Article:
To the editor:

I am writing regarding redevelopment in Sandy Springs, specifically the Gateway proposal, also known as JLB Partners Development.

In 2005, when Sandy Springs became a city, Eva Galambos and TibbyDeJulio sold us on cityhood for several compelling reasons. Fulton County was neglecting us and forcing unfair zoning upon us. Our quality of life was being squandered. So we formed our own city, elected representatives and went about making years of needed improvements.

Eight years later, you can often tell where Sandy Springs city limits are due to pavement alone. But our zoning decisions are looking more and more like Fulton County’s reign. Businesses too often trump taxpaying residents. Increasing tax revenues trumps protecting our quality of life.

At nearly every zoning hearing, I hear attorneys cite previous decisions that created precedents they believe now condone their request. Examples: Church of Scientology, Lakeside on Glenridge, Gallery 63 Auction House.

The Gateway proposal would replace 436 apartments with 630 — plus add seven buildings (120,000 square feet) of commercial space. The building heights (up to five stories) and density are way over our Comprehensive Land Use Plan and even required review by ARC and GRTA.

GRTA ruled our current infrastructure can’t handle this density, so conditioned their approval on several things, including relocating the intersection of Windsor Parkway at Roswell Road, north of its current location. And with nine buildings proposed, JLB doesn’t have enough required parking, so they’re also asking for a parking variance.

The development’s benefits are:

1) replacing aging apartments with upscale ones;

2) likely reducing crime in the area;

3) reducing the number of students attending High Point schools;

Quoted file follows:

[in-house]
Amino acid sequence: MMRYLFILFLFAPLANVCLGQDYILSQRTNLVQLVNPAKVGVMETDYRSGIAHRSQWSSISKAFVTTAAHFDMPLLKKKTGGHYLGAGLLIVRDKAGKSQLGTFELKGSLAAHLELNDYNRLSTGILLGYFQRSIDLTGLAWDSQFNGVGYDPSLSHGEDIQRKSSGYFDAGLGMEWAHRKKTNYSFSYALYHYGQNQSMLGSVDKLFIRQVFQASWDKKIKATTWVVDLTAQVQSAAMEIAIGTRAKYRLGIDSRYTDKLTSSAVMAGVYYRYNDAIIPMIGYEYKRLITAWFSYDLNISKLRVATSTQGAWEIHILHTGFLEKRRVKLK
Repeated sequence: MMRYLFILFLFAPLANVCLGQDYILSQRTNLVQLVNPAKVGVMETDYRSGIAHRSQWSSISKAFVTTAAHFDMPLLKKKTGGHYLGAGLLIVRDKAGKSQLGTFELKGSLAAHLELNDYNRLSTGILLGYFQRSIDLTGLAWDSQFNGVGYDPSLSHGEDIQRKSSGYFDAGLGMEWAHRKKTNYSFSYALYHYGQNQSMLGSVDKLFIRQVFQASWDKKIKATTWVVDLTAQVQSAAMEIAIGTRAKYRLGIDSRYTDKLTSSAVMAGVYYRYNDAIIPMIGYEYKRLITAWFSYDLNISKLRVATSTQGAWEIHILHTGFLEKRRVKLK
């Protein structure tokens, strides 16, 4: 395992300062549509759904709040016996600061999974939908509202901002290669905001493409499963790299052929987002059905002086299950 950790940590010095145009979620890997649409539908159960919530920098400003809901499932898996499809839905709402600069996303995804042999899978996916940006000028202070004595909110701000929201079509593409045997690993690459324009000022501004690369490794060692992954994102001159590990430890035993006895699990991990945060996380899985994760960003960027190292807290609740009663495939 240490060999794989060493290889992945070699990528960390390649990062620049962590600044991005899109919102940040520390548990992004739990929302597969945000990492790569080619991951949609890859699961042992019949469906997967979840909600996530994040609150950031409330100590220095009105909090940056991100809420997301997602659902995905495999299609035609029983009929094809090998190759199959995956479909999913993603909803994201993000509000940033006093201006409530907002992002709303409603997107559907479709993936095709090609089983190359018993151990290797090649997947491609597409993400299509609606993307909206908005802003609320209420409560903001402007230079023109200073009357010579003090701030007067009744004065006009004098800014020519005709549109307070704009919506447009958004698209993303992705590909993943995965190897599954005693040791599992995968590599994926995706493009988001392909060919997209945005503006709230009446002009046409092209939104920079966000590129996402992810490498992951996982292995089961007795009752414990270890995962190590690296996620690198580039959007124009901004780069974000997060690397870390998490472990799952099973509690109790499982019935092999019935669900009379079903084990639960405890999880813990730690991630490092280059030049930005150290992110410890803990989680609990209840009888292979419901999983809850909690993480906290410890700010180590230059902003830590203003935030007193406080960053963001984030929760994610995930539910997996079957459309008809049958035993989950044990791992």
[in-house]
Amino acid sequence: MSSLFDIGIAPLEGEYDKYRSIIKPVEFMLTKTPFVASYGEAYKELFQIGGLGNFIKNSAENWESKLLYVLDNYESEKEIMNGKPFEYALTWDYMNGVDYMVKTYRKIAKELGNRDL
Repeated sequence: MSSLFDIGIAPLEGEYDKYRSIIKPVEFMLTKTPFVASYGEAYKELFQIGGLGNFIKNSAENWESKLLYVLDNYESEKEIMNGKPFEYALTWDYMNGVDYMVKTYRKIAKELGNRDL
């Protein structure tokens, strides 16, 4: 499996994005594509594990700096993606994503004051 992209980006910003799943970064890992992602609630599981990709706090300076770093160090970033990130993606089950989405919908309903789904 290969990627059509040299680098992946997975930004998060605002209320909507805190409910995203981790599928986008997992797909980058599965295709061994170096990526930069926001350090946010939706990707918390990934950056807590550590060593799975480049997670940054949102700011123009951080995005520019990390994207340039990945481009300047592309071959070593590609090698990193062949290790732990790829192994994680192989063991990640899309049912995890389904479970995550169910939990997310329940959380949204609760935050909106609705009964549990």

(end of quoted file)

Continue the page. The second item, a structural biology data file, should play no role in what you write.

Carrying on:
4) adding restaurants and shopping in walking distance of residences.

The development’s unintended consequences:

1) adding 8,554 trips (weekdays) and 10,374 (Saturdays) to our already overloaded stretch of Roswell Road, mainly due to the commercial space (based on GRTA/Foresite Study);

2) setting dangerous precedents on building height, density and parking, which could allow other apartment to increase their numbers by 44.5 percent in five-story towers, plus add major retail with inadequate parking;

3) necessitating a multi-million dollar relocation of Windsor Parkway at Roswell, which takes land from residents, and severely impacts several businesses, and which cannot possibly allow an additional 8,000 to 10,000 cars without reduction in our traffic flow.

JLB has made several compromises with its residential neighbors, and we heartily thank them. This development is welcome — but at a lowered density that will not create gridlock, overflow parking onto residential streets, and ruin the quality of life we all moved here for.

This application gets a City Council vote on July 16, so residents, email councilpersons your views.

Jane Kelley, president, Windsor Park Community Association